Monday, May 10, 2010


have you ever received one of those back handed compliments
like this?

"lea, you're hair looks so pretty . . ."

then, before you can say, "why, thank you very much!"

"i mean, it's not nearly as frizzy as usual !"

yep.  yesterday.

the way i see it, there are a few responses to what i call having
been "scarletted."

the first is the "respond in kind" reply and has many variations
of this:

"well, fiddle dee dee!  scarlett, i thought you were about to give
a sincere compliment for a change.  silly old me." this one is very

another tried and true reply is the "gomer pyle":

"for shame, for shame, for shame!  didn't your mama never tell
you?  'if you cain't say somethin' nice, don't say nuthin' at all!' "
this one might be fun for some, but most people don't like to be
'for shamed.'

the one i recommend though, is the one all of our mothers taught
us, taking the high road:

"oh . . ." it's important to leave a pregnant pause, because you
want scarlett to know you perceived the slight.  after all, you're
not stupid.  then follow that with:

"well, i always think your hair looks pretty."


ps. "in doing this you will heap burning coals on his (her) head."
proverbs 25:22


my water broke almost a month early with our firstborn.   my labor
was remarkably unremarkable and before we knew it, we heard our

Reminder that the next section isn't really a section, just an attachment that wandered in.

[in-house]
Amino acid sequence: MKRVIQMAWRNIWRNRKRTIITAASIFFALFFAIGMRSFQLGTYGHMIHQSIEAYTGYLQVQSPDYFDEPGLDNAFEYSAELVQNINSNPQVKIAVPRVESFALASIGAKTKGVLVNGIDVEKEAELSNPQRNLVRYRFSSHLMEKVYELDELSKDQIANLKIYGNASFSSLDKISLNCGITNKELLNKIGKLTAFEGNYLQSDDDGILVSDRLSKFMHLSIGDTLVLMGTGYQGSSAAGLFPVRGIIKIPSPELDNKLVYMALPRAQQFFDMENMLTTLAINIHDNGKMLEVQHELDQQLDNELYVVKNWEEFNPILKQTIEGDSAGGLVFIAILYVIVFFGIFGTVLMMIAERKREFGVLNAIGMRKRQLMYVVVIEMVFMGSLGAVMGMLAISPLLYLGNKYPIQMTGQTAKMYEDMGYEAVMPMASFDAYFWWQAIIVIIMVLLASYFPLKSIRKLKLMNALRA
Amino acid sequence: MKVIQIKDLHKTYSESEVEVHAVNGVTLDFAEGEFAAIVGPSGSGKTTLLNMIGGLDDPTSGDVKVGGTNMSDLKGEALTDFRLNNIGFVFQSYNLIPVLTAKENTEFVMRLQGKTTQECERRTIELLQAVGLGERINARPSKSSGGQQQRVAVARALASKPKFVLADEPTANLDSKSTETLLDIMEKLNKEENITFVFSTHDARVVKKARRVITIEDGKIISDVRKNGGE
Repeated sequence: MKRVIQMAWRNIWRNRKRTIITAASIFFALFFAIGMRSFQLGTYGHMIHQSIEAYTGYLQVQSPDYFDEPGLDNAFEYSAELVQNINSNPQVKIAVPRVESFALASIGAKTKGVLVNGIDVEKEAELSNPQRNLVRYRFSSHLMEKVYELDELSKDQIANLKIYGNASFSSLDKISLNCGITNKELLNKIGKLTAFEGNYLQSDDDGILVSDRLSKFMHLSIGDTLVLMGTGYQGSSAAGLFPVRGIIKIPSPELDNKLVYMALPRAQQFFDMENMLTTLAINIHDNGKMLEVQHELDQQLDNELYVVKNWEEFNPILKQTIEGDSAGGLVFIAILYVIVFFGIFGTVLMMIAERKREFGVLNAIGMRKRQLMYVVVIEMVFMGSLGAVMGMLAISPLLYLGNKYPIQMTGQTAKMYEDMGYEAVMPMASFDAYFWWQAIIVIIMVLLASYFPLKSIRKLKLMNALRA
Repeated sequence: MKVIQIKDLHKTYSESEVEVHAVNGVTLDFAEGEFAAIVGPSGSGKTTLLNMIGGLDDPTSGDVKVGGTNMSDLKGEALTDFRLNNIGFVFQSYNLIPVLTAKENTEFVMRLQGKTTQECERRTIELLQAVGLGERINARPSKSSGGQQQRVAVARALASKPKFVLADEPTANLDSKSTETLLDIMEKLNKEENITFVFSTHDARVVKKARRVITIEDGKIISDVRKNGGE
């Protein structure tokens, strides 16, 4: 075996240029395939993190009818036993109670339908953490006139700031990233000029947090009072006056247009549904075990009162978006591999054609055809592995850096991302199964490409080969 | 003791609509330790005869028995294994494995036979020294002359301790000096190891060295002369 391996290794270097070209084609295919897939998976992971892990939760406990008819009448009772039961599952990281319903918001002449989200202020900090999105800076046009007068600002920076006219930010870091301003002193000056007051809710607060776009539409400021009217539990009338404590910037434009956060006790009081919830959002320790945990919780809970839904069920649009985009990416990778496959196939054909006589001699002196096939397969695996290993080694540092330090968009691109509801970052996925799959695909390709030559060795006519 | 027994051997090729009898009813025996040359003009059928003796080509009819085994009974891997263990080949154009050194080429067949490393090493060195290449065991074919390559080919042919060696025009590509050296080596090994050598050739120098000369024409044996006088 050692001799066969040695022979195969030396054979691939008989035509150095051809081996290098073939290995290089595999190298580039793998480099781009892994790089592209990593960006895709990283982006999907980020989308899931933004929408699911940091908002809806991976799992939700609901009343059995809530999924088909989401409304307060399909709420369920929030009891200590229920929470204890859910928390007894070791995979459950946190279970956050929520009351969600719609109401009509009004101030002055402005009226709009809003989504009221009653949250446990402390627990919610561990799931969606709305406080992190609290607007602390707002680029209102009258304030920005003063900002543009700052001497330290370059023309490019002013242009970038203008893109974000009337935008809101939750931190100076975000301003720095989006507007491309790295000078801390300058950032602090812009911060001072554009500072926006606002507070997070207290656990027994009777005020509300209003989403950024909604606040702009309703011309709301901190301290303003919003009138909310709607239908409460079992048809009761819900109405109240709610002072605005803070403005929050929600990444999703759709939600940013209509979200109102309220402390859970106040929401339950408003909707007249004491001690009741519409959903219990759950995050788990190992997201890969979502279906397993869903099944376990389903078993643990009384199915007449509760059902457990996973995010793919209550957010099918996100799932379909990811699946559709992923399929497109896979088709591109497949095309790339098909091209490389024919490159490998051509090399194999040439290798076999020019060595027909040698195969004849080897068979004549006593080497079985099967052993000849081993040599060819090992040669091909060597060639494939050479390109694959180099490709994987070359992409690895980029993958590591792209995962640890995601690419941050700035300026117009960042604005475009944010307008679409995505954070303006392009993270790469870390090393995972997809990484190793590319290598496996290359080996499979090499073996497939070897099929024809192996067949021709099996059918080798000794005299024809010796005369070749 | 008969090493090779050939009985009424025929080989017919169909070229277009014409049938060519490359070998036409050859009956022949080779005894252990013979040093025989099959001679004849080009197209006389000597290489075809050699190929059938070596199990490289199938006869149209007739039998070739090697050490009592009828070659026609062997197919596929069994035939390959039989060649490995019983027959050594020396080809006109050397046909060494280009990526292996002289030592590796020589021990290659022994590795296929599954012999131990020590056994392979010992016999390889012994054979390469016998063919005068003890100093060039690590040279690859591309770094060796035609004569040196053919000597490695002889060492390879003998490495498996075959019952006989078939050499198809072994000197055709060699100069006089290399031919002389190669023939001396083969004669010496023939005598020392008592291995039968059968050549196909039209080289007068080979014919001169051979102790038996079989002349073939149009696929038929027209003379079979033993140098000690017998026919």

first baby's cry.

when the nurse placed him in my arms, i said some inconsequential
mommy thing, like, "hey there, sweet boy . . ." and he immediately
grew very still and turned to me.

that he knew me was the defining moment of my life.

it seemed horribly unfair of the nurse to whisk him away again to
clean him up and do some unpleasant things to me.  i kept looking
expectantly to the door each time someone came in.  doctor, doctor,
nurse, nurse, and then my dad, who was also a doctor.

he, at least, would tell them to hurry up and give me back my baby.
but instead he was painfully somber and said, "honey, something is
wrong with the baby, and they have taken him up to the NICU."
my dad, in fact, was the first to notice our baby's shallow, panting
breathing pattern.

that was the second defining moment of my life.

what followed were terrifying talks with neo-natal doctors who told
us that our baby had a life threatening infection and they offered little
hope they could save him.  they would, however, perform surgery
and let us know how he progressed.

hans and i clung to each other and the Lord like never before and felt
Him say, "just trust Me."   we truly did not have the faith to claim a
healing or the strength to do more than lean on Him.  we named him
isaac, as we felt that we were "abraham" trusting the Lord to provide.

today isaac is 26 years old, 6'7'' tall, incredibly handsome, charming,
and kind.  he won't be able to know how much we love him, until he
has his first son.

the only thing i worry about is whether he, as a lawyer, will sue me
someday for writing this.


"sons are a heritage of the Lord."  psalm 127:3